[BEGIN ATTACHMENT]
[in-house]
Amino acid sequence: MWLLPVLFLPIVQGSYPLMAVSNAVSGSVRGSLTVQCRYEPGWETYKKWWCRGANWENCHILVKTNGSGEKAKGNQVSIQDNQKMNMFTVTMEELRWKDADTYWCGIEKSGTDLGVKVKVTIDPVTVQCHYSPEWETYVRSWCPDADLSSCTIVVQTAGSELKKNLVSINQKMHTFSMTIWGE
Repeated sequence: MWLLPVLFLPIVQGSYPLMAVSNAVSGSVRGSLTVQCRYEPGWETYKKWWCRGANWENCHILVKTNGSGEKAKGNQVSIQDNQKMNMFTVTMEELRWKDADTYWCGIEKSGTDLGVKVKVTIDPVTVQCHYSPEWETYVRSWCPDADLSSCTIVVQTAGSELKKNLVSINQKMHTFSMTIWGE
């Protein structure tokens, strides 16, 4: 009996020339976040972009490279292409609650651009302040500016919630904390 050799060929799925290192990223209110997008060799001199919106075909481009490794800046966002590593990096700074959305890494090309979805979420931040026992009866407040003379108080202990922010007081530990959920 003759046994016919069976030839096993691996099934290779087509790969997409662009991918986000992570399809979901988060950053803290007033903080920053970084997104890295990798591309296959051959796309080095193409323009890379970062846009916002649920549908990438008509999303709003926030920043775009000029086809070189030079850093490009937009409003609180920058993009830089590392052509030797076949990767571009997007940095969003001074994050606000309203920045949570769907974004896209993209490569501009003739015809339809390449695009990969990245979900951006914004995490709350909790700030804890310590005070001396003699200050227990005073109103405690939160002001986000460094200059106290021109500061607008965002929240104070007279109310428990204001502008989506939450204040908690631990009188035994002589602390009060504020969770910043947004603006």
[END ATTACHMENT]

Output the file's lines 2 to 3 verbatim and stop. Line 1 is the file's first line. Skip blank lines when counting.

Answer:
Amino acid sequence: MWLLPVLFLPIVQGSYPLMAVSNAVSGSVRGSLTVQCRYEPGWETYKKWWCRGANWENCHILVKTNGSGEKAKGNQVSIQDNQKMNMFTVTMEELRWKDADTYWCGIEKSGTDLGVKVKVTIDPVTVQCHYSPEWETYVRSWCPDADLSSCTIVVQTAGSELKKNLVSINQKMHTFSMTIWGE
Repeated sequence: MWLLPVLFLPIVQGSYPLMAVSNAVSGSVRGSLTVQCRYEPGWETYKKWWCRGANWENCHILVKTNGSGEKAKGNQVSIQDNQKMNMFTVTMEELRWKDADTYWCGIEKSGTDLGVKVKVTIDPVTVQCHYSPEWETYVRSWCPDADLSSCTIVVQTAGSELKKNLVSINQKMHTFSMTIWGE